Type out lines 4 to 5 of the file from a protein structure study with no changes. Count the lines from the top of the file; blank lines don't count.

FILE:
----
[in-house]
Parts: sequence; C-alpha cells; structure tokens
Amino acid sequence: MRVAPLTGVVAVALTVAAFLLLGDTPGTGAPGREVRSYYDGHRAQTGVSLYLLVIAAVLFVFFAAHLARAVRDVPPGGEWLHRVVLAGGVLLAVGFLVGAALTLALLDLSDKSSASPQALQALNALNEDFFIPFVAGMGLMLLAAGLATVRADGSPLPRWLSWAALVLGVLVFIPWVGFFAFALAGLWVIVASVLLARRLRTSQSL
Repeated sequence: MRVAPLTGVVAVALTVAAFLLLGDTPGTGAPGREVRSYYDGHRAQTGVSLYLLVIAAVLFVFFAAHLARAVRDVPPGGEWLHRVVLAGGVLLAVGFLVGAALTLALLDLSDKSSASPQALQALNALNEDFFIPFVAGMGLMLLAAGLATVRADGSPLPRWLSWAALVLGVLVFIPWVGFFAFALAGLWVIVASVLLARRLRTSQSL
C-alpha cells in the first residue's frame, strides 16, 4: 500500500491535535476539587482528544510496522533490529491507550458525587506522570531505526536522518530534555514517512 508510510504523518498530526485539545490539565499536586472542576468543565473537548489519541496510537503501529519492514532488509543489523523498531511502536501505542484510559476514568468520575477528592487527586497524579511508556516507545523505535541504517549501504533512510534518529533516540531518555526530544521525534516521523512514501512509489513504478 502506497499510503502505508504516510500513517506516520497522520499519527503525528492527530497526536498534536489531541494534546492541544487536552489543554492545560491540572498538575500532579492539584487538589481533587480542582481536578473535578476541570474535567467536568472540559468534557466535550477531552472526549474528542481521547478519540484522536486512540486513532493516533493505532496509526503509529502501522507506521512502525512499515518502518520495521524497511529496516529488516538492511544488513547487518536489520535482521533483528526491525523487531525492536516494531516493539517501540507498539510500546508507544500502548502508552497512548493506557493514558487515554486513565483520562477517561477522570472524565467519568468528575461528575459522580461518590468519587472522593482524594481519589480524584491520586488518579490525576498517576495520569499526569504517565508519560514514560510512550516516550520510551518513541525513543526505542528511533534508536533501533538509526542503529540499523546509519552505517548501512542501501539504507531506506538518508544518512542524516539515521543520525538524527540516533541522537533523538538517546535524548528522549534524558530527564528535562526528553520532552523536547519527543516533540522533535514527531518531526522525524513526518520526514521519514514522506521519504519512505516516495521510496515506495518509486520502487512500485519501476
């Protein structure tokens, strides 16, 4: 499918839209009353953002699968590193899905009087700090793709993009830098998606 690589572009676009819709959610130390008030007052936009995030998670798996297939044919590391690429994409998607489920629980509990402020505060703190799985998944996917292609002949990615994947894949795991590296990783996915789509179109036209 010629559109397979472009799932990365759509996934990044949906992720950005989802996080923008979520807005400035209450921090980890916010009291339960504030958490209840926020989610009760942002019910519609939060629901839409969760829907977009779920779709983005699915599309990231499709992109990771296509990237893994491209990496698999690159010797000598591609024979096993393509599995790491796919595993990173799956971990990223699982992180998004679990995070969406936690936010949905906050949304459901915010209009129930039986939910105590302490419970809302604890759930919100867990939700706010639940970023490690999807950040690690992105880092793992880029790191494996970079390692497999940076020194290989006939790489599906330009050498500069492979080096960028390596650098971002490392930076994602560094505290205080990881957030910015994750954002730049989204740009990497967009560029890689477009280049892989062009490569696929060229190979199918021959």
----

Repeated sequence: MRVAPLTGVVAVALTVAAFLLLGDTPGTGAPGREVRSYYDGHRAQTGVSLYLLVIAAVLFVFFAAHLARAVRDVPPGGEWLHRVVLAGGVLLAVGFLVGAALTLALLDLSDKSSASPQALQALNALNEDFFIPFVAGMGLMLLAAGLATVRADGSPLPRWLSWAALVLGVLVFIPWVGFFAFALAGLWVIVASVLLARRLRTSQSL
C-alpha cells in the first residue's frame, strides 16, 4: 500500500491535535476539587482528544510496522533490529491507550458525587506522570531505526536522518530534555514517512 508510510504523518498530526485539545490539565499536586472542576468543565473537548489519541496510537503501529519492514532488509543489523523498531511502536501505542484510559476514568468520575477528592487527586497524579511508556516507545523505535541504517549501504533512510534518529533516540531518555526530544521525534516521523512514501512509489513504478 502506497499510503502505508504516510500513517506516520497522520499519527503525528492527530497526536498534536489531541494534546492541544487536552489543554492545560491540572498538575500532579492539584487538589481533587480542582481536578473535578476541570474535567467536568472540559468534557466535550477531552472526549474528542481521547478519540484522536486512540486513532493516533493505532496509526503509529502501522507506521512502525512499515518502518520495521524497511529496516529488516538492511544488513547487518536489520535482521533483528526491525523487531525492536516494531516493539517501540507498539510500546508507544500502548502508552497512548493506557493514558487515554486513565483520562477517561477522570472524565467519568468528575461528575459522580461518590468519587472522593482524594481519589480524584491520586488518579490525576498517576495520569499526569504517565508519560514514560510512550516516550520510551518513541525513543526505542528511533534508536533501533538509526542503529540499523546509519552505517548501512542501501539504507531506506538518508544518512542524516539515521543520525538524527540516533541522537533523538538517546535524548528522549534524558530527564528535562526528553520532552523536547519527543516533540522533535514527531518531526522525524513526518520526514521519514514522506521519504519512505516516495521510496515506495518509486520502487512500485519501476